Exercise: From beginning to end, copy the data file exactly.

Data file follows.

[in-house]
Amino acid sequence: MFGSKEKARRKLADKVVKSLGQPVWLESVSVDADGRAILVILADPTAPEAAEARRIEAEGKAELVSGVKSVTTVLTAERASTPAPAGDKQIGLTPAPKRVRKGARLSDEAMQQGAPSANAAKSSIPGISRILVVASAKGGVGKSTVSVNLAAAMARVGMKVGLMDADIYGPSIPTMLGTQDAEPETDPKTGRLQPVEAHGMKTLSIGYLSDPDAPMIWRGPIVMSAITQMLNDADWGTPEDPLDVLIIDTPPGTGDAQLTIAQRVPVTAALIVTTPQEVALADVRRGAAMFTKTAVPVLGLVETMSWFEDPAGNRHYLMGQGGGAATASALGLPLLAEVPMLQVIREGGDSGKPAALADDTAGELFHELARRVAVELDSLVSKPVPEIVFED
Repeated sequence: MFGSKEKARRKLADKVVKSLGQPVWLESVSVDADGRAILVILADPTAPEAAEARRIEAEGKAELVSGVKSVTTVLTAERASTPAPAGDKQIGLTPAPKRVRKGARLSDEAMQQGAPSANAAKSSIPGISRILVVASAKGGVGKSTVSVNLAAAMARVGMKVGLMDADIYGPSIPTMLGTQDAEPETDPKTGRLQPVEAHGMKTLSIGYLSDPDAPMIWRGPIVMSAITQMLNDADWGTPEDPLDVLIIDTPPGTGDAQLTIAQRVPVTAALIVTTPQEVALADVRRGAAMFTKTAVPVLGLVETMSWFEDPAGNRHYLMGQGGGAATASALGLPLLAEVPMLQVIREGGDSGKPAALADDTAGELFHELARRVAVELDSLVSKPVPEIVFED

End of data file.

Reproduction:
[in-house]
Amino acid sequence: MFGSKEKARRKLADKVVKSLGQPVWLESVSVDADGRAILVILADPTAPEAAEARRIEAEGKAELVSGVKSVTTVLTAERASTPAPAGDKQIGLTPAPKRVRKGARLSDEAMQQGAPSANAAKSSIPGISRILVVASAKGGVGKSTVSVNLAAAMARVGMKVGLMDADIYGPSIPTMLGTQDAEPETDPKTGRLQPVEAHGMKTLSIGYLSDPDAPMIWRGPIVMSAITQMLNDADWGTPEDPLDVLIIDTPPGTGDAQLTIAQRVPVTAALIVTTPQEVALADVRRGAAMFTKTAVPVLGLVETMSWFEDPAGNRHYLMGQGGGAATASALGLPLLAEVPMLQVIREGGDSGKPAALADDTAGELFHELARRVAVELDSLVSKPVPEIVFED
Repeated sequence: MFGSKEKARRKLADKVVKSLGQPVWLESVSVDADGRAILVILADPTAPEAAEARRIEAEGKAELVSGVKSVTTVLTAERASTPAPAGDKQIGLTPAPKRVRKGARLSDEAMQQGAPSANAAKSSIPGISRILVVASAKGGVGKSTVSVNLAAAMARVGMKVGLMDADIYGPSIPTMLGTQDAEPETDPKTGRLQPVEAHGMKTLSIGYLSDPDAPMIWRGPIVMSAITQMLNDADWGTPEDPLDVLIIDTPPGTGDAQLTIAQRVPVTAALIVTTPQEVALADVRRGAAMFTKTAVPVLGLVETMSWFEDPAGNRHYLMGQGGGAATASALGLPLLAEVPMLQVIREGGDSGKPAALADDTAGELFHELARRVAVELDSLVSKPVPEIVFED